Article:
Breaking the Ice : From Land Claims to Tribal Sovereignty in the Arctic
Breaking the Ice is a comparative study of the movement for native land claims and Aboriginal rights in Alaska and the Western Arctic, and the resulting political transformation as the indigenous peoples of the North gained an increasingly prominent role in the governance of their homeland and their land claims agreements paved the way toward self-government. The book is based on field research conducted by the author during his nine-year residency in the Western Arctic.
- Hardback | 450 pages
- 162.56 x 231.14 x 40.64mm | 793.78g
- 30 Mar 2008
- Lexington Books
- Lanham, MD, United States
Table of contents
Chapter 1 Foreword Chapter 2 Preface: Breaking the Ice Chapter 3 1 Introduction Chapter 4 2 Alaska in the Age of Native Land Claims Chapter 5 3 After ANCSA: The Persistence of Subsistence Chapter 6 4 Land Claims Come to the NWT Chapter 7 5 Co-Management in Action: Balancing the Two Arctics Chapter 8 6 After Land Claims: Toward the Restoration of Tribal Sovereignty
Tribal-state relationships, border problems, militant insurgencies, economic exploitation/dependence, and oil are the stuff of this fascinating book that is not about the Middle East. Barry Zellen has written a dense and meticulously researched book of the trials and tribulations of the Inuit of Canada and other indigenous peoples of Alaska, Northern Canada, and the Arctic regions as they strive for sovereignty and confront and adapt to modernity and globalization. Zellen tells a story that has significant relevance to many of the present dilemmas facing the international political economic system. Zellen's Breaking the Ice: From Land Claims to Tribal Sovereignty in the Arctic deserves broad readership. -- Thomas Johnson, Naval Postgraduate School Zellen's book is timely to understanding modern northern dynamics. As the Arctic Ocean ice recedes and temperatures rise, there is a need to take action on any benefits and to reduce any adverse effects. His description of sovereign duality for northerners to be citizens and meaningful participants is helpful. Zellen effectively describes the importance of subsistence and how it is intertwined with land claims and co-management systems. The whole world is affected with sustainable living and environmental preservation in the same way that northern Native people are concerned for their regions. Breaking the Ice is an important contribution to Arctic understanding and open knowledge. -- Dick Hill, from the foreword The history recorded by Zellen in this important book is very timely and relevant in our world today. We are witnessing a time of immense change around the world. The land and the protection of the environment are finally becoming a greater concern. Breaking the Ice correctly points out that it was Aboriginal peoples along with the environmental movement that were significant forces in the sustainable development approach now becoming more accepted around the world. Their struggle to re-establish self-sufficiency and self-determination within the federation of Canada, via self-government and land claims, is eloquently explained by Zellen. The differences and similarities between the Alaska Native land claims experience and the Canadian Native Land Claims experience is brilliantly told by Zellen. From the local, tribal, and territorial to the national, Zellen unfolds the intricate work that was done through land claims negotiations leading to the corporate structures and their co-management systems that ultimately will lead to self-governance, and continue to shape the 'domestic tranquility' of the Arctic. -- Edwin Kolausok, from the foreword Barry Zellen is way ahead of the curve in the field of security studies in focusing on the intersection that state rivalries and environmental issues in the Arctic will have on global security and stability. [Zellen] highlights the important role that this part of the world will play in global security as the world increasingly focuses on climate change and other environmental aspects of security. All serious students of security studies should closely examine this work and ensure that it receives the space it deserves on their library shelves and course curriculums. -- James Russell, Naval Postgraduate School This history of the Alaskan and Canadian arctic breaks new ground with its contemporary narration and analysis of the past three decades of political developments and with its rich findings based on documentary and Web research...This large account will guide future researchers and government agents...Recommended. CHOICE, February 2009 In this sweeping political and strategic history of the North American Arctic, Barry Zellen provides us with a fascinating account of the struggle of Native Americans to regain some semblance of control over their lands. As global economic growth places a premium on securing new sources of energy resources and other raw materials, issues of sovereignty in the Far North will only grow in importance. Zellen provides the reader with the context needed to understand the ongoing international and domestic competition for control of the Arctic. This is a path-breaking study of an emergent issue in world politics. -- James J. Wirtz, Naval Postgraduate School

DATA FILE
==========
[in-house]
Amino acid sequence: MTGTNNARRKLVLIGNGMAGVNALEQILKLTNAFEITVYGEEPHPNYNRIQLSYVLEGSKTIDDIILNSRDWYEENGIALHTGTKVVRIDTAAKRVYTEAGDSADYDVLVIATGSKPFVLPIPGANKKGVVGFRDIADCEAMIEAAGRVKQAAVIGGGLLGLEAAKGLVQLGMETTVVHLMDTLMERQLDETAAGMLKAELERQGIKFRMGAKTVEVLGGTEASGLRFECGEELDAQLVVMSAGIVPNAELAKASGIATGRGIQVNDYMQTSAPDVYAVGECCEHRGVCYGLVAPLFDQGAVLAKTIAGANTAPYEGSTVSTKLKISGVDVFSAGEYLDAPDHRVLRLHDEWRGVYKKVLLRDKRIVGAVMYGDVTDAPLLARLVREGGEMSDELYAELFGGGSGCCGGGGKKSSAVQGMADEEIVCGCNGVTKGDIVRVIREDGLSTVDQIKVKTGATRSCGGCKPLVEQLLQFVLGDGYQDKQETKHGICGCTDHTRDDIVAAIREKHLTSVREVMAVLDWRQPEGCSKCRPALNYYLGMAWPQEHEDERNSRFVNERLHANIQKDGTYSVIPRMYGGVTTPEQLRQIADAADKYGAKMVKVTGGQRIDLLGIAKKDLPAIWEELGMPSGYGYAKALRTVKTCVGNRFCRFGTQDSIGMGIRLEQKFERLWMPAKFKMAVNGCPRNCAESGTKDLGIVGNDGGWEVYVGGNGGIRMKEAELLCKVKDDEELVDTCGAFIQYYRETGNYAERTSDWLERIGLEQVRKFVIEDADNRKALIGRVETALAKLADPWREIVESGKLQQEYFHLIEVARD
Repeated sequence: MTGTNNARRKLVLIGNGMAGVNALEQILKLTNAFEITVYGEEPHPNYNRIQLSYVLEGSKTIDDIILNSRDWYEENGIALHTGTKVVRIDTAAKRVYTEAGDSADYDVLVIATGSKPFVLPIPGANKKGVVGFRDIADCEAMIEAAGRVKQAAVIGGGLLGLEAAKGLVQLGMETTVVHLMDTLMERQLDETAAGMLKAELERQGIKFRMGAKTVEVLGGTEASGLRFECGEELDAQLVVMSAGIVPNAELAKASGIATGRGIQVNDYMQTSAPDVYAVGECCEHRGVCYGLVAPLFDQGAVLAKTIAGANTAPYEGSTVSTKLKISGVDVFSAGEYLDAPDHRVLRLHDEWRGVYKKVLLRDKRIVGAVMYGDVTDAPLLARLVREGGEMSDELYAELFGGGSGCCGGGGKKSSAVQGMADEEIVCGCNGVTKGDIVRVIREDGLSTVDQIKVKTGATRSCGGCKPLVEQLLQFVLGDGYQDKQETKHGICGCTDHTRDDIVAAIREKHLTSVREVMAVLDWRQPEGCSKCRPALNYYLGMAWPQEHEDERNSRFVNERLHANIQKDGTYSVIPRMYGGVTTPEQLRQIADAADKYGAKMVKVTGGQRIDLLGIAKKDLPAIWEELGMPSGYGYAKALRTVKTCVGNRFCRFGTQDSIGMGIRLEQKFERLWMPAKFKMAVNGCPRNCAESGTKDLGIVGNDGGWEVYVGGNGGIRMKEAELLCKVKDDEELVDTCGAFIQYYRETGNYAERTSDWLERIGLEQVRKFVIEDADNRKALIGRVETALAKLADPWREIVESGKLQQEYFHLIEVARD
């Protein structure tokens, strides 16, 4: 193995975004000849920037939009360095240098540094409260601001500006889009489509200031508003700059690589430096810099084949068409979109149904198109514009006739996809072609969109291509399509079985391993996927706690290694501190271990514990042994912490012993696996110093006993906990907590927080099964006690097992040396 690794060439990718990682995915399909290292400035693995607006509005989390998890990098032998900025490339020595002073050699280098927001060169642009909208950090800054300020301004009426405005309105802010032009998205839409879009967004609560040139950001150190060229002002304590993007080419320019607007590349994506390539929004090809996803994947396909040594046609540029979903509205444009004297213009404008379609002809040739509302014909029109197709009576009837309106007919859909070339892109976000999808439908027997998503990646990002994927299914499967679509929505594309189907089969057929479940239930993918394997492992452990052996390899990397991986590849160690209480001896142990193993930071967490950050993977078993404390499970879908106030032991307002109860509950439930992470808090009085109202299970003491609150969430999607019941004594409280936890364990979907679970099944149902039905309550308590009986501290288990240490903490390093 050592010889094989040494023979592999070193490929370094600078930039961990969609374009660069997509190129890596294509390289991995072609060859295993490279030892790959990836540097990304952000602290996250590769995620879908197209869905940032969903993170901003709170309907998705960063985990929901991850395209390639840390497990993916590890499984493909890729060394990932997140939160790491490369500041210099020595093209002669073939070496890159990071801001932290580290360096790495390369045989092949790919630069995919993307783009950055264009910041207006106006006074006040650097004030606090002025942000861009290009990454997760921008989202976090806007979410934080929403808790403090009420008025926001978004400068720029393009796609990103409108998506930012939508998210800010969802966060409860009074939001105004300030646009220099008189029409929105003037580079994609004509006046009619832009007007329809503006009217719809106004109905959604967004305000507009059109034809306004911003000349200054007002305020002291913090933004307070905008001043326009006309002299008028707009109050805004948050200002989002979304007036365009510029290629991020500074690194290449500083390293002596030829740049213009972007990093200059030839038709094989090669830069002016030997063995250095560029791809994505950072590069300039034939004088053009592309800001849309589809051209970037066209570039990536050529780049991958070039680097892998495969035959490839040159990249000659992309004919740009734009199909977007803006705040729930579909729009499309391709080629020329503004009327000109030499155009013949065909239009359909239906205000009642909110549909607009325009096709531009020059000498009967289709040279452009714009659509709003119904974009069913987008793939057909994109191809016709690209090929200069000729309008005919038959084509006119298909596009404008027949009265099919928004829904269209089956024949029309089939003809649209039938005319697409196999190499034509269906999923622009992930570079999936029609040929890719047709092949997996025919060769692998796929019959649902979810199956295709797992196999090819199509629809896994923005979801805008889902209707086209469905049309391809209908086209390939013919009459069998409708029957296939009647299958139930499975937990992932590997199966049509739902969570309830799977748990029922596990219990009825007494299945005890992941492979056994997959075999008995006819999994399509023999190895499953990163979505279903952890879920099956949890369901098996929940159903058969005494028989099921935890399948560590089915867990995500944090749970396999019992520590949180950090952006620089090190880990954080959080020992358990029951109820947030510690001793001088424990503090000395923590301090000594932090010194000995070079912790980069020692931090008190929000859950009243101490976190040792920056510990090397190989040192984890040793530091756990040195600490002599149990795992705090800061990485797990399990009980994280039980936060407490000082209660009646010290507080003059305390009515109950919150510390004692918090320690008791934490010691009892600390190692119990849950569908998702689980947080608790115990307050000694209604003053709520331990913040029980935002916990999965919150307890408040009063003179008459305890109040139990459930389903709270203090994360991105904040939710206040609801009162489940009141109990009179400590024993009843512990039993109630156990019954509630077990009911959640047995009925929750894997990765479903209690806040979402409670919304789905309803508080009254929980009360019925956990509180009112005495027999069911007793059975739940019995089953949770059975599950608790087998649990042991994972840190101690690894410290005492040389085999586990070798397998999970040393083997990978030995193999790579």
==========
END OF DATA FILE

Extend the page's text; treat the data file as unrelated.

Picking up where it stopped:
About Barry Zellen
Barry Zellen is deputy editor, Strategic Insights, and research director of the Arctic security project at the Center for Contemporary Conflict.